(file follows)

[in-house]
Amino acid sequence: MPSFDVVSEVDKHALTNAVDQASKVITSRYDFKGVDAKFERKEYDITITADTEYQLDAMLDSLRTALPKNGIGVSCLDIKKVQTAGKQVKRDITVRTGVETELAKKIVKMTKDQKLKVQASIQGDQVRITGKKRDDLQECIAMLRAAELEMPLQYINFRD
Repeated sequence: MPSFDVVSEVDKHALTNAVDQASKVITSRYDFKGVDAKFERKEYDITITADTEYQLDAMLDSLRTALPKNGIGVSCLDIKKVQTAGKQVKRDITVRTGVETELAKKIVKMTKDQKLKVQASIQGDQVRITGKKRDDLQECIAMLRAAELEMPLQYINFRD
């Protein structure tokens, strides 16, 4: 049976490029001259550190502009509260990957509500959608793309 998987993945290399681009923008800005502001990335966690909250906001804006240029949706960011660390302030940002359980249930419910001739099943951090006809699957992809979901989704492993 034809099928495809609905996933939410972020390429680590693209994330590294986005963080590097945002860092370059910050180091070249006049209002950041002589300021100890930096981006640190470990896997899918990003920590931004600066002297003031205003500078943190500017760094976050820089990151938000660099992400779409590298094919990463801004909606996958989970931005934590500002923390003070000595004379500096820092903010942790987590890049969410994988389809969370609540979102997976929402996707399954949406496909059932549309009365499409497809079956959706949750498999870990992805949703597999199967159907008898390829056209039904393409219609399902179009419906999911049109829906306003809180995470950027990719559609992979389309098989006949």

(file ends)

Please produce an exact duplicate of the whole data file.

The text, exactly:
[in-house]
Amino acid sequence: MPSFDVVSEVDKHALTNAVDQASKVITSRYDFKGVDAKFERKEYDITITADTEYQLDAMLDSLRTALPKNGIGVSCLDIKKVQTAGKQVKRDITVRTGVETELAKKIVKMTKDQKLKVQASIQGDQVRITGKKRDDLQECIAMLRAAELEMPLQYINFRD
Repeated sequence: MPSFDVVSEVDKHALTNAVDQASKVITSRYDFKGVDAKFERKEYDITITADTEYQLDAMLDSLRTALPKNGIGVSCLDIKKVQTAGKQVKRDITVRTGVETELAKKIVKMTKDQKLKVQASIQGDQVRITGKKRDDLQECIAMLRAAELEMPLQYINFRD
């Protein structure tokens, strides 16, 4: 049976490029001259550190502009509260990957509500959608793309 998987993945290399681009923008800005502001990335966690909250906001804006240029949706960011660390302030940002359980249930419910001739099943951090006809699957992809979901989704492993 034809099928495809609905996933939410972020390429680590693209994330590294986005963080590097945002860092370059910050180091070249006049209002950041002589300021100890930096981006640190470990896997899918990003920590931004600066002297003031205003500078943190500017760094976050820089990151938000660099992400779409590298094919990463801004909606996958989970931005934590500002923390003070000595004379500096820092903010942790987590890049969410994988389809969370609540979102997976929402996707399954949406496909059932549309009365499409497809079956959706949750498999870990992805949703597999199967159907008898390829056209039904393409219609399902179009419906999911049109829906306003809180995470950027990719559609992979389309098989006949």